Short Films are beautiful little screen gems that can make you laugh, cry or teach you something about yourself. Unfortunately, the bad ones are cliche and teach you nothing but shit. So, what’s not shit?
First, no boundary is drawn as to what short films should be. Writers should understand that short films can be as weird and varied as the molecules floating around the universe, each with their own spin, drive and narrative path linked by a common thread — conflict!
All short films should contain dramatic conflict. It usually goes along the lines of: someone wants something (for this reason), but someone else gets in the way (for that reason).
Personally, I like Robert McKee’s ideas on conflict, they can bring focus to the parent / child conflicts running through your story: Inner, Personal and Extra-Personal.
- A parent conflict is the overarching conflict that drives your character. It can be elementary or fundamental. Part of the plot or the plot.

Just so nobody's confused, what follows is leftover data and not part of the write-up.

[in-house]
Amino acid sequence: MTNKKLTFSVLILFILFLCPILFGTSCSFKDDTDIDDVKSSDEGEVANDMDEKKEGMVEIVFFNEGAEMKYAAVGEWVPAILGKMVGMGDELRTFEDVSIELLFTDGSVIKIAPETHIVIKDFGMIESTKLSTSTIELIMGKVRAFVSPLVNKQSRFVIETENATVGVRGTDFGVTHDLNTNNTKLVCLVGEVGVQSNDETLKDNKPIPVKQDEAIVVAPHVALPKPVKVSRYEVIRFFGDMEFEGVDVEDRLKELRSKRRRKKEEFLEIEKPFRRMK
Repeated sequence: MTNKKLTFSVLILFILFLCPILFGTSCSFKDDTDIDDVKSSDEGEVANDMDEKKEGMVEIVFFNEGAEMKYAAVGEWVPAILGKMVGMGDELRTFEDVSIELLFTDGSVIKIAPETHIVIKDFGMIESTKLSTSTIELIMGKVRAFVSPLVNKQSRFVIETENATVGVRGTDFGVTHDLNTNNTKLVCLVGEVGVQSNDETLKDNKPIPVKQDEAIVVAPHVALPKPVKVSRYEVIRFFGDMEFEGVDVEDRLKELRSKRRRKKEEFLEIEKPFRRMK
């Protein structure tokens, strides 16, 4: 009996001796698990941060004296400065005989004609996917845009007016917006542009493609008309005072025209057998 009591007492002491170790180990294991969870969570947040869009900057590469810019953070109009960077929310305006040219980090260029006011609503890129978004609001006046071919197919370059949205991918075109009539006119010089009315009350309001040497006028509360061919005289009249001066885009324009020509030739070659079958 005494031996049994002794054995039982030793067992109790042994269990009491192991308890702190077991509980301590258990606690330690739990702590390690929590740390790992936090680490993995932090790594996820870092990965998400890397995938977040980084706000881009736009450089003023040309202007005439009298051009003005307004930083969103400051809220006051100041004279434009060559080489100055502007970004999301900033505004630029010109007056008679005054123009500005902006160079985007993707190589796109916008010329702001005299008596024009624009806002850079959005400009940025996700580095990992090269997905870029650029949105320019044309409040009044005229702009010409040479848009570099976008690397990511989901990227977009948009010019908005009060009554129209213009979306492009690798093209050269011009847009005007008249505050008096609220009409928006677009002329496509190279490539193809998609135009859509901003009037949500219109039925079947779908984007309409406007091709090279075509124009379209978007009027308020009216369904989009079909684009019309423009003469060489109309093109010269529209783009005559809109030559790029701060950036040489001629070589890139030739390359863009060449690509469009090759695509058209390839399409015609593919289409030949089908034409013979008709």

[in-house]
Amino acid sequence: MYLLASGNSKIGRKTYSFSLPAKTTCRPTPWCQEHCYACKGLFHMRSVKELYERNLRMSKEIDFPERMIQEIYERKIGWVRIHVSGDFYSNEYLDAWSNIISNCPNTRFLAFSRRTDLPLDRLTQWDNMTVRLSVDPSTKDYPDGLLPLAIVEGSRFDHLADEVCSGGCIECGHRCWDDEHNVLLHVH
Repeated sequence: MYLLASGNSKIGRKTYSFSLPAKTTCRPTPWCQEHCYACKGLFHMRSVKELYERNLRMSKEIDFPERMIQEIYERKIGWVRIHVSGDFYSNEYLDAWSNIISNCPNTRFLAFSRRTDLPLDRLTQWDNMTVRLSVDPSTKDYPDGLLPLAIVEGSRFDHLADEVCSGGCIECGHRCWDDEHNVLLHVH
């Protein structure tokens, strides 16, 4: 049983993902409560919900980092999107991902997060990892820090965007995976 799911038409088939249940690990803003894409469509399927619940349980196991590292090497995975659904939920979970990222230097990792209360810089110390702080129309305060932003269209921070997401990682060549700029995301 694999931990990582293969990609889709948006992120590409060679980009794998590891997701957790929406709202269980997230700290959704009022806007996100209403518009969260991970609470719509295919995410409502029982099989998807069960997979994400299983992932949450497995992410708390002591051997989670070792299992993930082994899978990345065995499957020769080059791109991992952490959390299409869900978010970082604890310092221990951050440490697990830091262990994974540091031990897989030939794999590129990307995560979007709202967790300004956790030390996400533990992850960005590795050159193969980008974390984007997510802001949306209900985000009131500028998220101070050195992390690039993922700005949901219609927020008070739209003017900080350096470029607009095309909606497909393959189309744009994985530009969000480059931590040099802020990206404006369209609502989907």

- The child conflict is a conflict that arises from the parent or the consequences of, or from, the parent conflict.
Remember that conflicts need to escalate.
It may sound a little complicated but when you start writing, the answers will surprisingly become apparent.
There are also the 7-main plot conflicts that are said to represent any story:
- Human vs. Self
- Human vs. Human
- Human vs. Nature
- Human vs. Environment
- Human vs. Technology
- Human vs. Supernatural
- Human vs. God
Either parent or child conflicts will contain something along the lines of the above. I believe writers should at least try to weave a variety of conflicts into their stories using each child conflict.
Short cartoons are excellent teachers for those wanting to write short films. Think Looney Tunes or more recently Batman: The Brave and The Bold and Adventure Time – programs of two 10 minute blocks packed with so much content and dramatic conflict that you always come away with a lesson learned.
Check them out! I noticed Batman follows the standard superhero show formula, while Adventure Time is much more experimental in its offerings so you get a bit more out of it.
Anyway, that’s my two quid on shorts. Go! Write!